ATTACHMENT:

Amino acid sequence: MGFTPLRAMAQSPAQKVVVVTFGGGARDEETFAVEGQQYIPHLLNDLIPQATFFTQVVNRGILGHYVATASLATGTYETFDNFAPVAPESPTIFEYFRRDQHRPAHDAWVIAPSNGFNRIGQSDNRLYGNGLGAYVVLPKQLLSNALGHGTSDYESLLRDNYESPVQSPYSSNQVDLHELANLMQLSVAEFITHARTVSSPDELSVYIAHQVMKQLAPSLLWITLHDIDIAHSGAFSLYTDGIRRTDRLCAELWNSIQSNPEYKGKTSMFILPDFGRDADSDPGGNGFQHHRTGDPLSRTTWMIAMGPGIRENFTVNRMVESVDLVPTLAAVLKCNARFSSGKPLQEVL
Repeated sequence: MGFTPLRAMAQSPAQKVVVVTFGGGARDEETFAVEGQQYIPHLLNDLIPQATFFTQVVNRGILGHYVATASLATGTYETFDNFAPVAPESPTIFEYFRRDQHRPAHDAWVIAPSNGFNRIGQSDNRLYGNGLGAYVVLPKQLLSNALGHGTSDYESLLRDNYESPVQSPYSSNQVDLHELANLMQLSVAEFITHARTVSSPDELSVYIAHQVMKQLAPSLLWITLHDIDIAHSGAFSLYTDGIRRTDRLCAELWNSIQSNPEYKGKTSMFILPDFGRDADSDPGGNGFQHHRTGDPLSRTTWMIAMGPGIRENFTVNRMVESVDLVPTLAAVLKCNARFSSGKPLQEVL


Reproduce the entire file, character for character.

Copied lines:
Amino acid sequence: MGFTPLRAMAQSPAQKVVVVTFGGGARDEETFAVEGQQYIPHLLNDLIPQATFFTQVVNRGILGHYVATASLATGTYETFDNFAPVAPESPTIFEYFRRDQHRPAHDAWVIAPSNGFNRIGQSDNRLYGNGLGAYVVLPKQLLSNALGHGTSDYESLLRDNYESPVQSPYSSNQVDLHELANLMQLSVAEFITHARTVSSPDELSVYIAHQVMKQLAPSLLWITLHDIDIAHSGAFSLYTDGIRRTDRLCAELWNSIQSNPEYKGKTSMFILPDFGRDADSDPGGNGFQHHRTGDPLSRTTWMIAMGPGIRENFTVNRMVESVDLVPTLAAVLKCNARFSSGKPLQEVL
Repeated sequence: MGFTPLRAMAQSPAQKVVVVTFGGGARDEETFAVEGQQYIPHLLNDLIPQATFFTQVVNRGILGHYVATASLATGTYETFDNFAPVAPESPTIFEYFRRDQHRPAHDAWVIAPSNGFNRIGQSDNRLYGNGLGAYVVLPKQLLSNALGHGTSDYESLLRDNYESPVQSPYSSNQVDLHELANLMQLSVAEFITHARTVSSPDELSVYIAHQVMKQLAPSLLWITLHDIDIAHSGAFSLYTDGIRRTDRLCAELWNSIQSNPEYKGKTSMFILPDFGRDADSDPGGNGFQHHRTGDPLSRTTWMIAMGPGIRENFTVNRMVESVDLVPTLAAVLKCNARFSSGKPLQEVL